Important roles in the network diagrams

Although an ONA is much about the overall patterns, people who play important roles in the organization can also be identified. We can point out bonders, bridgers and peripherals.


A bonder is an employee who is centrally located in a grouping and has relationships with most of the people in the group. You can identify them by having many relationships, and therefore their dot is greater than the others.

Bonders are typically the ones who ties a group together. They have a supportive and coordinating role, and act as the “social glue”, i.e. it is them people gather around, often go to when they have issues to discuss.

If all employees in a group have equal numbers of relationships, there is no clear bonder

Bridger or connector

The people who interlink silos with each other are called bridgers or connectors. They are characterized by being the link between groupings on the diagram. A bridger often has many relationships on either side of the grouping and is located on edge of the grouping and never in the middle.

The function of bridge builders in the organization may be to be a communication link between two entities. They may have an important function as ” shield” for a department that needs not to be disturbed, but it may also be that they act as bottlenecks for knowledge or communication.


In some networks there are often people ‘floating’ peripherally on the fringe of the network. It’s employees who may be part of the organizational network on the paper, but not really in action. If the peripherals holds important knowledge, it is critical to have them attached closer to the rest of the organization.

If it is a newly hired employee, it is often input to if the onboarding is effective. If it’s employees who have been employed for years, insight into the person’s role and function can clarify if it’s ok or if he is about to leave the company.

A person can also appear peripheral, if she has strong relationships with people outside the organization. It can be customers, external project partners or collaborators. Often these external connections are important for the organization, so in these cases it is of course both positive and natural to appear at the edge of the diagram.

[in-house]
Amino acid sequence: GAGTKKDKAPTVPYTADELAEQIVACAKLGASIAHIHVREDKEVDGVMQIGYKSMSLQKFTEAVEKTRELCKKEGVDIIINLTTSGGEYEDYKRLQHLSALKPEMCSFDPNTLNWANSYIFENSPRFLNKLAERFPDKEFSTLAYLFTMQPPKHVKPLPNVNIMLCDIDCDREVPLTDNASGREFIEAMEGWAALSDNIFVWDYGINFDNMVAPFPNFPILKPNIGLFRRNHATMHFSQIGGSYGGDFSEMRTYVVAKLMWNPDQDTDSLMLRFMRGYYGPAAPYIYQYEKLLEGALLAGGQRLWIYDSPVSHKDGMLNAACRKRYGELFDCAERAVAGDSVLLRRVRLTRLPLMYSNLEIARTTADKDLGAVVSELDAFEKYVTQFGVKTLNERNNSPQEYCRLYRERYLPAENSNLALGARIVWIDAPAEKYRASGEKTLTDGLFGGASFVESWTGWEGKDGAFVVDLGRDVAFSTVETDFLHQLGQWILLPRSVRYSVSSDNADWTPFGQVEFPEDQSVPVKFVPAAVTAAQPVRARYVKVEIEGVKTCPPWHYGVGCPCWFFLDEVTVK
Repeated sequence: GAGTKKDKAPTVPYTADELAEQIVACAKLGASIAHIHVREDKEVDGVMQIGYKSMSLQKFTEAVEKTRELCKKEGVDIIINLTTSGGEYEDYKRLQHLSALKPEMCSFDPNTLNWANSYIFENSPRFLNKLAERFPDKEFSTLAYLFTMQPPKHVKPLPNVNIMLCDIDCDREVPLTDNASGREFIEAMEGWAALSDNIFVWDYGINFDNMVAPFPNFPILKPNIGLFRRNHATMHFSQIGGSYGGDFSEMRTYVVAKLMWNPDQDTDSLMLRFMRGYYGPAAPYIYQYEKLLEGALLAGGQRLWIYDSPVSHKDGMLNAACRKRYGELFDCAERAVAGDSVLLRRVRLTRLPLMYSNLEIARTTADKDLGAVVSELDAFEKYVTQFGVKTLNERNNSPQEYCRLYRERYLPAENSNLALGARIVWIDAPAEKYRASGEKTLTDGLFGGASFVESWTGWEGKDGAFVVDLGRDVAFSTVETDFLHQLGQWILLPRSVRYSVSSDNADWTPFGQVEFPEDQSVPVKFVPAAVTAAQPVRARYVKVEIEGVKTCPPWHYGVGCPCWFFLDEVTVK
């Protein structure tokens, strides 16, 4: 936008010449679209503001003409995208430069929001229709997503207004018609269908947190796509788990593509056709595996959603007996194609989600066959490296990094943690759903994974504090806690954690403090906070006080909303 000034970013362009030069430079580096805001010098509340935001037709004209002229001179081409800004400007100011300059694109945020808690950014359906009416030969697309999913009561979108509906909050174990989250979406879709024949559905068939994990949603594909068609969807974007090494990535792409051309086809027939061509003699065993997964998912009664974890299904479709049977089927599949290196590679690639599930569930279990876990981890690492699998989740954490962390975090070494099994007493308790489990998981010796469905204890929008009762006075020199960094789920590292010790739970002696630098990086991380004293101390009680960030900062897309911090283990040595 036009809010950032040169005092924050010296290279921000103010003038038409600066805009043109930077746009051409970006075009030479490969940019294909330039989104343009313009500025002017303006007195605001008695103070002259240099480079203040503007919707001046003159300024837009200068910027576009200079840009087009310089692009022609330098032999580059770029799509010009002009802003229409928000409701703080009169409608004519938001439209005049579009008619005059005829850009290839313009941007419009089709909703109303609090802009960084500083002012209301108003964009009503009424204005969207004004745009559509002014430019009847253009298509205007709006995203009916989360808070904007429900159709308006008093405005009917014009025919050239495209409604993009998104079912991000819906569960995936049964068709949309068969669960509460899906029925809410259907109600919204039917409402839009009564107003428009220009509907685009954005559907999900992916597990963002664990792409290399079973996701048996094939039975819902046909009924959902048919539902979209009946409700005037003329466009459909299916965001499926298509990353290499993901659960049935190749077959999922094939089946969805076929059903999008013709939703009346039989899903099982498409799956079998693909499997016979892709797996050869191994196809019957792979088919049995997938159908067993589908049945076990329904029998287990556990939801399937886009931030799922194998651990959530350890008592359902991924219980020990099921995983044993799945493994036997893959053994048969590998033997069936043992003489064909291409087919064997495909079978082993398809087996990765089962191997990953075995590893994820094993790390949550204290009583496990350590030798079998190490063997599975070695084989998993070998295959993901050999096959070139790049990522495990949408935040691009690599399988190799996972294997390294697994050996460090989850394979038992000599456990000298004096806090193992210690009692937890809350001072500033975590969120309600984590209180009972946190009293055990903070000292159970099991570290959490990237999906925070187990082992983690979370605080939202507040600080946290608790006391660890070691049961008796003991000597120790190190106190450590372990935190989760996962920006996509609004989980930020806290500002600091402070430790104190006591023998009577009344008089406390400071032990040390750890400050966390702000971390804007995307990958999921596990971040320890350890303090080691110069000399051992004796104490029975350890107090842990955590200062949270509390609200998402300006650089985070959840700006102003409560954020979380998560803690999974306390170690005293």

It is worth remembering that from the network diagram alone, you cannot interpret whether a pattern is positive or negative, it all depends on the context. We can only see that people play a role and that they have an impact in the network.

The difference between the social and professional networks

We often compare two different types of networks with each other, to spot the state of an organization. The professional network is made out of information about who works together and who uses each other for professional sparring. It tells about the cooperation, how good you are at sharing knowledge, and how good you are at using the relevant people in the organization. The social network is based on answers to questions about who gives energy and motivation, and who they are is talking about non-professional things. It gives insight into how much you relate to each other. Based on an organizational network diagram alone, we can give a pretty good idea of how good the mood is in a project.

Relationships beat skills when it comes to how good and productive a collaboration is. Is the social network much alike the professional it is indicative of an organization that works homogeneously and is more resilient. The reverse applies if there is a big difference between the two networks. If the social network is grouped according to where people sit and who they were in team with once a decade ago, it may be a sign that the cooperation in projects and teams do not have their full potential.

Interpretation and explanation

You can read a lot from an organizational network diagram. The full analysis and insight into if an observation is positive or negative, will always require insight and knowledge of roles and people in the organization. Therefore the organization and the management in particular, must always must be an active part of the dialogue on causation on the network diagram.